The concept of HTS is fairly simple—communications satellites are able to re-use the same spectrum multiple times, allowing for a dramatic increase in throughput achieved on a given satellite. Indeed, 15 years ago, a “large” satellite may have been 2 or 3 Gbps of total throughput. Today’s largest HTS are many hundreds of Gbps of throughput, and operators are already talking about satellites with 1 Tbps (Terabit per second, or 1,000 Gbps) of throughput. This becomes especially important because, while throughput has increased by a factor of 10x, 20x, or even 100x, the total cost for these satellites has not increased nearly as dramatically. This means that all else equal, a satellite operator can get much more bang for their buck today compared to 10-15 years ago, with the CAPEX per Gbps falling from >$100 million to as low as a few million dollars. Simply put, over the past 10-15 years, most satellite manufacturers have elected to dramatically increase the throughput of satellites, while keeping the cost fairly constant, leading to cheaper $ per Gbps.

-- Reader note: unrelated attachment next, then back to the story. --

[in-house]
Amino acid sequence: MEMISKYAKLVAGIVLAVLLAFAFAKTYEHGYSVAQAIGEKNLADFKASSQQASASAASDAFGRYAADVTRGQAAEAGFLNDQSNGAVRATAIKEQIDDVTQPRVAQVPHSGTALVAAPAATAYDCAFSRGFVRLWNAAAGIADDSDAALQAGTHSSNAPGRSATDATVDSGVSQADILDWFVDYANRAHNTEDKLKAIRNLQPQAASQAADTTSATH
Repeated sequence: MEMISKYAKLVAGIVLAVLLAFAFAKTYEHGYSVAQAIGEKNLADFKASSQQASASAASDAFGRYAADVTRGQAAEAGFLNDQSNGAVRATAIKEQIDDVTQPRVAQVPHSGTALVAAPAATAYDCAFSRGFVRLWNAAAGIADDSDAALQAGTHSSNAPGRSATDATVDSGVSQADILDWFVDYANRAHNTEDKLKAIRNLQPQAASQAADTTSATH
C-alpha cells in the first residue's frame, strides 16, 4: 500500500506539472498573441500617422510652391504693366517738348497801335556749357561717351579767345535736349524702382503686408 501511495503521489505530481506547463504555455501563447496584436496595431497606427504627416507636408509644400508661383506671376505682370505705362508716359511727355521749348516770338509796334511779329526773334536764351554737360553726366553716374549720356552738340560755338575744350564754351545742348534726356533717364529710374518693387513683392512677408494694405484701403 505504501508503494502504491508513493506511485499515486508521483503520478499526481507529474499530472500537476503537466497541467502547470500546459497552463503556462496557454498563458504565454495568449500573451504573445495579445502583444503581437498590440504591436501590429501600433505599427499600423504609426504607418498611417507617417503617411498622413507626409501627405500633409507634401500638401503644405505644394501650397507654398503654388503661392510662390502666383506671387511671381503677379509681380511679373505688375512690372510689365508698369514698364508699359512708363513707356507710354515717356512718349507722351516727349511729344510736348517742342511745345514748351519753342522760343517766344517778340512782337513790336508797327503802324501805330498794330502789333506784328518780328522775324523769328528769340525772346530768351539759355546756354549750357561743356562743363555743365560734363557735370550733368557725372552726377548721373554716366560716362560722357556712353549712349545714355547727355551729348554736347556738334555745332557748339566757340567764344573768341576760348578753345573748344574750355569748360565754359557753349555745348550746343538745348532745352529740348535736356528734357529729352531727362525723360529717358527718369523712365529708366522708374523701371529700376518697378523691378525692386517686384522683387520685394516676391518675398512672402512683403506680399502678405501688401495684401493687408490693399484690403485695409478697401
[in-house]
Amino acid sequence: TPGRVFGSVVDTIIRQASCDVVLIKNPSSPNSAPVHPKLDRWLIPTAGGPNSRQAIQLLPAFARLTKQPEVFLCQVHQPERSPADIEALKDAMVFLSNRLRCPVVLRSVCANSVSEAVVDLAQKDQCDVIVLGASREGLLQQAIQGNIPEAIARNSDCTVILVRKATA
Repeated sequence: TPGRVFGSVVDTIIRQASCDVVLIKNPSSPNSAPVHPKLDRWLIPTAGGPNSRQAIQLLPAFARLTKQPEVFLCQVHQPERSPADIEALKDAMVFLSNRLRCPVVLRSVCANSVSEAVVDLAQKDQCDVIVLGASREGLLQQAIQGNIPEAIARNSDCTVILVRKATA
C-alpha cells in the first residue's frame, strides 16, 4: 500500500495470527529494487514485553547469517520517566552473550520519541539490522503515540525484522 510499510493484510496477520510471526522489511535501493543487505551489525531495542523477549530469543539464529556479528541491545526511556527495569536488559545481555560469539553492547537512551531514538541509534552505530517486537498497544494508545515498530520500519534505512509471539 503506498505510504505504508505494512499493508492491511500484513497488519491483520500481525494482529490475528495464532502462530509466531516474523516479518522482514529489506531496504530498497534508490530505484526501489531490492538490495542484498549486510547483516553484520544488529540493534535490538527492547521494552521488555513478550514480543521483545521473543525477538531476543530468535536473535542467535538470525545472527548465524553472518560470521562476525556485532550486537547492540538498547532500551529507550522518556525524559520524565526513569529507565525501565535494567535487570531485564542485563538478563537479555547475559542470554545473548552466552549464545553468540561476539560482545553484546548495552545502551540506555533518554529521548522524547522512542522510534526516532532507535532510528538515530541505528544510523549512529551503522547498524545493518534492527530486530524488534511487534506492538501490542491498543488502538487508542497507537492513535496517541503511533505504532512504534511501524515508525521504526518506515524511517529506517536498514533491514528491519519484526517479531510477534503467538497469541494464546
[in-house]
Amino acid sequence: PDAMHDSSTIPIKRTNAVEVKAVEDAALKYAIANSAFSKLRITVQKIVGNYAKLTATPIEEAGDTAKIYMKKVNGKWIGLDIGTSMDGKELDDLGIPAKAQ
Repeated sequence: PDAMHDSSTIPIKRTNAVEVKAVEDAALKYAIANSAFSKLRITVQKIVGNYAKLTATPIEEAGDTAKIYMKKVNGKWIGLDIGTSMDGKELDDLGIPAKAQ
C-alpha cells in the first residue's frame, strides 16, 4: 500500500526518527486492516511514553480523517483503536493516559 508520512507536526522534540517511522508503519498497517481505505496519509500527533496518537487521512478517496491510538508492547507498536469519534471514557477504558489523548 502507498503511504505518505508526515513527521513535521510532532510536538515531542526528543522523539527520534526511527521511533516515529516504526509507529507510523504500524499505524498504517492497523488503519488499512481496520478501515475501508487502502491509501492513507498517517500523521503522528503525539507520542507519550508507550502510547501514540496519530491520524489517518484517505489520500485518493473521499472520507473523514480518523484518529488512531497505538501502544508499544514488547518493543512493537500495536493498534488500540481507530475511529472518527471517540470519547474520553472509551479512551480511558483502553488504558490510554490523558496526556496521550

With that being said, some satellite manufacturers—primarily in the United States—have taken a different route. Miniaturization of components, better spectral efficiency, and frequency reuse have allowed some companies to develop micro to small GEO satellites that have sufficient throughput ( 5-10x higher than that of a traditional satellite) to cover an entire small to medium sized nation’s needs, but on a much, much smaller—and consequently cheaper—GEO satellite. In short, rather than transitioning from a 2 Gbps satellite to a 60 Gbps satellite, while keeping the price several hundred million dollars, small GEO manufacturers have tried to transition from a 2 Gbps satellite to a 10-15 Gbps satellite, while reducing cost from multiple hundred million dollars to some tens of millions dollars. This different take on satellite manufacturing is surely logical in many instances—there is no hard and fast rule that requires satellites to be the size of a sports utility vehicle, and so why not reduce it to the size of a large dishwasher, especially if the throughput can still pack a punch? While this seems to sacrifice some economies of scale, in many instances, the small GEO can be quite competitive thanks to higher fill rates and shorter lead times leading to a higher internal rate of return.